1. The purpose of this document is to provide guidance on the statutory requirement on education authorities to provide education in a mainstream school unless certain exceptions apply. This non-statutory guidance will present a vision for mainstreaming, building on the best available evidence on inclusive approaches to education. It will aim to touch upon other, complementary policies as part of a joined-up approach. The guidance has been developed to support all local authorities, all schools, and all teachers and practitioners. Further guidance for parents and carers will be developed to complement this document. It should be noted that this guidance also applies to early learning and childcare settings.
2. The Scottish Government believes that mainstreaming cannot be delivered without inclusion. Our vision for inclusive education in Scotland is below and has been influenced by research by Professors Mel Ainscow and Susie Miles :
‘Inclusive education in Scotland starts from the belief that education is a human right and the foundation for a more just society. An inclusive approach, with an appreciation of diversity and an ambition for all to achieve to their full potential, is essential to getting it right for every child and raising attainment for all. Inclusion is the cornerstone to help us achieve equity and excellence in education for all of our children and young people.’
3. There are four key principles underpinning this guidance and it must help to:
- improve outcomes and support the delivery of excellence and equity for all children and young people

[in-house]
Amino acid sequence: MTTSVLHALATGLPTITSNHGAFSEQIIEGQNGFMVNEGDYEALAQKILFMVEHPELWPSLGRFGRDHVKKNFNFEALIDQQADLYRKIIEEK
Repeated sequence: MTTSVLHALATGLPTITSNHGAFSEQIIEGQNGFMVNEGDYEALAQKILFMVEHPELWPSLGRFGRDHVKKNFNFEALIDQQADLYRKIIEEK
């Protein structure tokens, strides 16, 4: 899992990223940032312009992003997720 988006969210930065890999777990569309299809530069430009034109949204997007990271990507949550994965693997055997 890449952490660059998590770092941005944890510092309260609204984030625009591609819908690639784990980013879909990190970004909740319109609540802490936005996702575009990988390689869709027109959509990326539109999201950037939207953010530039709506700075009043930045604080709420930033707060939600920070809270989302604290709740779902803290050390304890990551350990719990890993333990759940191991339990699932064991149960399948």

- meet the needs of all children and young people
- support and empower children and young people, parents and carers, teachers, practitioners and communities
- outline an inclusive approach which identifies and addresses barriers to learning for all children.
4. Supporting the delivery of these principles are four key features of inclusion which can be used to measure whether or not inclusion is being delivered for all pupils. These are:
These features will be explored further throughout this document.
5. In the years since the legislative requirement was enacted through the Standards in Scotland’s Schools Etc. Act 2000, the legislative and policy landscape in Scotland has shifted considerably. Milestones have included, but are not limited to:
- Education (Disability Strategies and Pupils’ Educational Records) (Scotland) Act 2002;
- Education (Additional Support for Learning) (Scotland) Act 2004 (as amended);
- the introduction of Curriculum for Excellence ( CfE);
- the introduction of Getting it Right for Every Child ( GIRFEC);
- Equality Act 2010;
- Children and Young People Act 2014;
- and, most recently, the National Improvement Framework ( NIF) in the Education (Scotland) Act 2016 and education reforms;
- Initiatives such as the Scottish Attainment Challenge and the Pupil Equity Fund have also sought to close the poverty-related attainment gap and empower schools to help those children and young people who need support most.
6. Taken together, these frameworks require education authorities to consider a wide range of issues for children and young people. In addition to giving effect to the presumption of mainstream education, authorities also need to:
- Identify and provide the support required to enable children and young people to overcome barriers to their learning, including looked after children and young people;
- Prevent discrimination of pupils with disabilities and make reasonable adjustments to ensure equality of opportunity in learning;
- Plan for accessibility of the curriculum, school information and physical access;
- Consider the wellbeing of children and young people.
7. All these aspects underpin the decision about where a child or young person will learn and they contribute to the clear, single vision for Scottish education – excellence and equity for every child and young person in Scotland.
8. At present, despite the strength of the legislative and policy basis and the ambitious vision for all children and young people, more needs to be done, and more can be done, to get it right for every child and to ensure that they are all experiencing equity and excellence.